Nuremberg, Time And Memory


A SENSATION OF PARALLEL TIME. of one eye fixed on the present and the other focused on the past, of one ear hearing the moment and the other distant echoes, was there from the beginning of the project. Nuremberg 1945, San Miguel de Allende 1991. The two places might as well have been on different planets. The old colonial town clinging to Mexico’s Sierra Madre Occidental is something of a demiparadise, if the country remains reasonably stable. The other, in 1945, was the city as cemetery, with rubble for monuments and the stench of death in the air. What could link these two places and eras?

I was spending the winter in San Miguel, an artist’s colony a hundred and fifty miles northwest of Mexico City, at the time I signed a contract with Viking Penguin to write a book on the Nuremberg war-crimes trial, the prosecution of twenty-two leading Nazis conducted by an international tribunal of American, British, French, and Soviet justices in 1945–46. Why one is drawn to a particular theme can be a mystery, even to the writer. In this case I had carried in my memory since the age of fifteen a wire-service photo of Hermann Goering, face contorted in death, just after he had cheated the Nuremberg hangman by committing suicide. To one too young to have fought in World War II, but old enough to have been shaped by growing up during that conflict, the trial and execution of the leading Nazis were deeply satisfying. Nuremberg seemed to say that good must eventually triumph over evil, a perception stronger in a teen-age boy than in a man now in his sixties. Over the intervening years I wrote other books. But the image of the dead Goering persisted, and finally I decided to write about Nuremberg. I had no intention, however, of telling the story as legal history, for that had already been done often and well. I wanted to capture the human drama it had to have been.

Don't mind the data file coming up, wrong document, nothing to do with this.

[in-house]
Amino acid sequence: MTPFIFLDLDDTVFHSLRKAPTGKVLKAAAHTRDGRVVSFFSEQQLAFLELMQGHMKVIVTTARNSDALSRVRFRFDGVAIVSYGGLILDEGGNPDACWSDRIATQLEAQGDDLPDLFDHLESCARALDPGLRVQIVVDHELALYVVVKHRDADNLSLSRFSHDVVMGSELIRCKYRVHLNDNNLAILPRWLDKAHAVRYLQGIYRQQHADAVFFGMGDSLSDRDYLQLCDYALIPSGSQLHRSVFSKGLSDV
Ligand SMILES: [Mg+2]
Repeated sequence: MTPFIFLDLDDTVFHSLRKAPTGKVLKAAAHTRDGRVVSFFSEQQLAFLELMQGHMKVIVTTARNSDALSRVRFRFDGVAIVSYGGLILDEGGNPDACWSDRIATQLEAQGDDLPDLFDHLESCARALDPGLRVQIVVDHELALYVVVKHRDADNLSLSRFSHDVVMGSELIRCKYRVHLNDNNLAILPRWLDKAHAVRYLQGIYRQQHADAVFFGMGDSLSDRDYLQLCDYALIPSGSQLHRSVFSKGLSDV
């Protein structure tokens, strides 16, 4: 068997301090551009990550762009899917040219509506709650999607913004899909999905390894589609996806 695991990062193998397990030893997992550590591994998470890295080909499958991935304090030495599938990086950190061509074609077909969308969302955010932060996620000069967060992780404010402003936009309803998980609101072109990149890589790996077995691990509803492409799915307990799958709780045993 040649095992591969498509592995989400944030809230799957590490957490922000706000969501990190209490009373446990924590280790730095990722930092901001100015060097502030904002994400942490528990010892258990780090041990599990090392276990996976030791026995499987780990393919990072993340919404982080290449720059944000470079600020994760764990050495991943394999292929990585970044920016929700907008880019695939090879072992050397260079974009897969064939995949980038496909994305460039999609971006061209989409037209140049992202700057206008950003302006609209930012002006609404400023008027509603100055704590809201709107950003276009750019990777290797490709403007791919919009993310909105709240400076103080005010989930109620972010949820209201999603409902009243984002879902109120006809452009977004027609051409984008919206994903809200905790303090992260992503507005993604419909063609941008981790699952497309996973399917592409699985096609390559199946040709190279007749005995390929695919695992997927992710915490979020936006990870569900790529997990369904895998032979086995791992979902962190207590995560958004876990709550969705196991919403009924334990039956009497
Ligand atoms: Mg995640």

At a San Miguel cocktail party a friend asked what I was currently working on. I explained about Nuremberg and said that I would soon have to leave to start the new project. She pointed to our hostess, an erect, stately Scot, Katherine Walch. “Katy was at Nuremberg, you know,” she said.

The historian’s silent partner is serendipity. Katy Walch had indeed worked as a researcher in the prosecution’s Defense Rebuttal Section, gathering evidence to puncture the predicted defenses of the Nazis. She apparently never threw anything away and for more than forty years had carried halfway around the world large portions of the trial transcript, which she placed at my disposal.


Instead of leaving, I found myself working in the garden of a Mexican villa, absorbed in old, flaking mimeographed pages and interviewing an eyewitness to history. Katy Walch had gone to Germany in the thirties to work as an au pair in the home of the Donasch-Lovittens, a wealthy family that supported Adolf Hitler as a bulwark against communism. She was told one day that a distinguished guest would be arriving, Reichsführer Heinrich Himmler, head of the SS. After lunch, Herr Donasch-Lovitten proposed a croquet match, and Himmler chose Katy as his partner. “He cheated,” she recalled, with icy Scottish disdain more than half a century later. “He nudged the ball through the wicket with his foot, and they all pretended not to notice. ‘How brilliantly the Reichsführer plays.’ That’s what they said!” After the war Katy Walch’s command of German brought her back to the country and to the Nuremberg staff.

I continued working, chickens crowing outside, peddlers hawking, oblivious of it all, transported to 1945, lost in the half-mad rambles of Rudolf Hess speaking from the Nuremberg dock or the testimony of a Buchenwald survivor describing Nazi medical experiments. I sat in the town square surrounded by frolicking, brown-skinned, coal-eyed kids, but seeing only what I had just read in the trial record of the fate of children at Auschwitz.